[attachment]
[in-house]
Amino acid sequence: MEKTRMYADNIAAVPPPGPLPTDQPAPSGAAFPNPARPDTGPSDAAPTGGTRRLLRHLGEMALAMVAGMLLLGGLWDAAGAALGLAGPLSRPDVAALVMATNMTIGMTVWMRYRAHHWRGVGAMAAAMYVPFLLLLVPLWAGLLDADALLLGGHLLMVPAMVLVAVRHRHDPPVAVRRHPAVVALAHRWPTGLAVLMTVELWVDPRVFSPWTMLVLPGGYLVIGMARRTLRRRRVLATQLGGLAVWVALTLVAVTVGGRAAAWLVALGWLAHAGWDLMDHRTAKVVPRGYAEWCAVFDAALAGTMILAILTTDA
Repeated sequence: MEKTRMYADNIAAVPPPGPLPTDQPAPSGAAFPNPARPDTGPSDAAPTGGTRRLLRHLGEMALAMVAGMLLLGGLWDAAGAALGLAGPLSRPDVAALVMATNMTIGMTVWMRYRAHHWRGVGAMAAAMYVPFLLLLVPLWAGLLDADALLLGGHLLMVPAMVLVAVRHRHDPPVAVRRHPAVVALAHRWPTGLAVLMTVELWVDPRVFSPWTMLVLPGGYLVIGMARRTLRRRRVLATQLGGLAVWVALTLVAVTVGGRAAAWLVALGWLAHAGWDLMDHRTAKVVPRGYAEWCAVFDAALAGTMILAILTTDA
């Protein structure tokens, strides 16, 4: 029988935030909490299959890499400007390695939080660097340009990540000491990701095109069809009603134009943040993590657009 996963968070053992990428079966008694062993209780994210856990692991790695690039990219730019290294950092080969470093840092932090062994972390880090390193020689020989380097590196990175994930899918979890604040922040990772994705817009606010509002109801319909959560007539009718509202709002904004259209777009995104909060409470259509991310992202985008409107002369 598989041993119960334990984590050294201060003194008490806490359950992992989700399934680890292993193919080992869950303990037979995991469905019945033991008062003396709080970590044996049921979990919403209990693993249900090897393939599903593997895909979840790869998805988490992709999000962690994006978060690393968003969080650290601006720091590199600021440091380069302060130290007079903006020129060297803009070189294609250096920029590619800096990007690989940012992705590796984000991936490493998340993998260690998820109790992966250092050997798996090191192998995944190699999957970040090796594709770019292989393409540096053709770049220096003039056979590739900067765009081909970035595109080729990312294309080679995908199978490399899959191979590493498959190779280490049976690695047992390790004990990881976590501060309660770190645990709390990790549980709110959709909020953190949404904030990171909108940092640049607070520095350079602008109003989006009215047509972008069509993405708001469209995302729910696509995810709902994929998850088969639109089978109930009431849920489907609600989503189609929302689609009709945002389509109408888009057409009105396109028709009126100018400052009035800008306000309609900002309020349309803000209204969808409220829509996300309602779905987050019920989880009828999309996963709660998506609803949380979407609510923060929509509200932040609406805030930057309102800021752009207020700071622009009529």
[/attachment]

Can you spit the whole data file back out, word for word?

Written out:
[in-house]
Amino acid sequence: MEKTRMYADNIAAVPPPGPLPTDQPAPSGAAFPNPARPDTGPSDAAPTGGTRRLLRHLGEMALAMVAGMLLLGGLWDAAGAALGLAGPLSRPDVAALVMATNMTIGMTVWMRYRAHHWRGVGAMAAAMYVPFLLLLVPLWAGLLDADALLLGGHLLMVPAMVLVAVRHRHDPPVAVRRHPAVVALAHRWPTGLAVLMTVELWVDPRVFSPWTMLVLPGGYLVIGMARRTLRRRRVLATQLGGLAVWVALTLVAVTVGGRAAAWLVALGWLAHAGWDLMDHRTAKVVPRGYAEWCAVFDAALAGTMILAILTTDA
Repeated sequence: MEKTRMYADNIAAVPPPGPLPTDQPAPSGAAFPNPARPDTGPSDAAPTGGTRRLLRHLGEMALAMVAGMLLLGGLWDAAGAALGLAGPLSRPDVAALVMATNMTIGMTVWMRYRAHHWRGVGAMAAAMYVPFLLLLVPLWAGLLDADALLLGGHLLMVPAMVLVAVRHRHDPPVAVRRHPAVVALAHRWPTGLAVLMTVELWVDPRVFSPWTMLVLPGGYLVIGMARRTLRRRRVLATQLGGLAVWVALTLVAVTVGGRAAAWLVALGWLAHAGWDLMDHRTAKVVPRGYAEWCAVFDAALAGTMILAILTTDA
């Protein structure tokens, strides 16, 4: 029988935030909490299959890499400007390695939080660097340009990540000491990701095109069809009603134009943040993590657009 996963968070053992990428079966008694062993209780994210856990692991790695690039990219730019290294950092080969470093840092932090062994972390880090390193020689020989380097590196990175994930899918979890604040922040990772994705817009606010509002109801319909959560007539009718509202709002904004259209777009995104909060409470259509991310992202985008409107002369 598989041993119960334990984590050294201060003194008490806490359950992992989700399934680890292993193919080992869950303990037979995991469905019945033991008062003396709080970590044996049921979990919403209990693993249900090897393939599903593997895909979840790869998805988490992709999000962690994006978060690393968003969080650290601006720091590199600021440091380069302060130290007079903006020129060297803009070189294609250096920029590619800096990007690989940012992705590796984000991936490493998340993998260690998820109790992966250092050997798996090191192998995944190699999957970040090796594709770019292989393409540096053709770049220096003039056979590739900067765009081909970035595109080729990312294309080679995908199978490399899959191979590493498959190779280490049976690695047992390790004990990881976590501060309660770190645990709390990790549980709110959709909020953190949404904030990171909108940092640049607070520095350079602008109003989006009215047509972008069509993405708001469209995302729910696509995810709902994929998850088969639109089978109930009431849920489907609600989503189609929302689609009709945002389509109408888009057409009105396109028709009126100018400052009035800008306000309609900002309020349309803000209204969808409220829509996300309602779905987050019920989880009828999309996963709660998506609803949380979407609510923060929509509200932040609406805030930057309102800021752009207020700071622009009529």